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Author Topic:   Wahoo Boats
Tuna Man posted 04-26-2002 12:32 AM ET (US)   Profile for Tuna Man   Send Email to Tuna Man  
I have just purcased a used Wahoo 16' split console boat. I realize this a Whaler site but was hoping to get some feedback. I always wanted a small Whaler for the bay and sheltered areas where we boat, but could not afford it as a second (smaller) boat. Out of the blue this inexpensive used Wahoo was discovered and recently purchased. I remember Wahoo always attempted to mimick the Whaler line but did not have the following. Please comment on the Wahoo boats if you have any knowledge of their history.
Thanks,
Scott
bobbyrd posted 04-26-2002 10:31 AM ET (US)     Profile for bobbyrd  Send Email to bobbyrd     
Go to www.google.com and do a search on
"wahoo boat" . There you will find some
information, after search click on the groups tab. I too looked at these boats,
but stumbled across a BW 15' side console.
Good luck.
gf posted 04-26-2002 11:44 AM ET (US)     Profile for gf  Send Email to gf     

I'm sure I don't have all of the details correct, but the story is something like this...

A Boston Whaler dealer in North Carolina (maye it was Virginia) had a falling out with Whaler and decided to build his own boats. He came out with the Wahoo line, the 1650, 1750 and 1850 are all modified cathedral type hulls similar to Whaler.

Later the the company was purchased by US Marine, a division of Brunswick that at the time included Robalo and Bayliner.

By the early 1990s there were Wahoo models up to 26' including walkarounds. In 1997 the Wahoo product line was collapsed in to Robalo, the current smaller Robalo boats are all Wahoo hulls.

Last year, US Marine sold Robalo to Marine Products Corp., the parent company of Chaparall.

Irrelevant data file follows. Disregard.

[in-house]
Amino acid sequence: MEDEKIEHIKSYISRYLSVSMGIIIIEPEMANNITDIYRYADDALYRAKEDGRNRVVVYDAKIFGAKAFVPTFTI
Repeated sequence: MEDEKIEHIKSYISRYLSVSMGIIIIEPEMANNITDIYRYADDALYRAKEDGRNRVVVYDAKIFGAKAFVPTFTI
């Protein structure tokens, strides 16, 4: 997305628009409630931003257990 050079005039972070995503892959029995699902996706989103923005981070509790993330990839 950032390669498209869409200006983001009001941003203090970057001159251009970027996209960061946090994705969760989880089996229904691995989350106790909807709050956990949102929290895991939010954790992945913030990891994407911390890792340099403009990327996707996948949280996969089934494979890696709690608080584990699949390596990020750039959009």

Seabrook posted 04-26-2002 02:07 PM ET (US)     Profile for Seabrook  Send Email to Seabrook     
I had a 1985 Wahoo 1850 for a couple years. Ride was nice, stable and very dry, but I was unhappy with the construction. The hull may look like a Whaler...and even ride like a Whaler, but it aint no Whaler. The cap is screwed and riveted to the hull like so many other boats. With enough rough water, it likes to get loose. Would not buy another one...but thats just me.
Tuna Man posted 04-26-2002 09:42 PM ET (US)     Profile for Tuna Man  Send Email to Tuna Man     
Thank you to all for the help. Realistically I will upgrade to a Whaler in the future. This boat will hopefully suit our needs for now. I don't think I can loose on the boat unless those rivets come loose or the motor blows up.

Thanks again, by the way great forum!
\
Scott

Alan Hiccock posted 04-27-2002 06:29 PM ET (US)     Profile for Alan Hiccock  Send Email to Alan Hiccock     
I saw an 18 Wahoo on Yahoo.
No not really...but
I saw an 18 on E bay that looked really clean with a Suzuki.
I was amazed at just how much they ripped off the BW design { of the 15 classic hull}.
From the setback raked transom to the hull's big sponsons.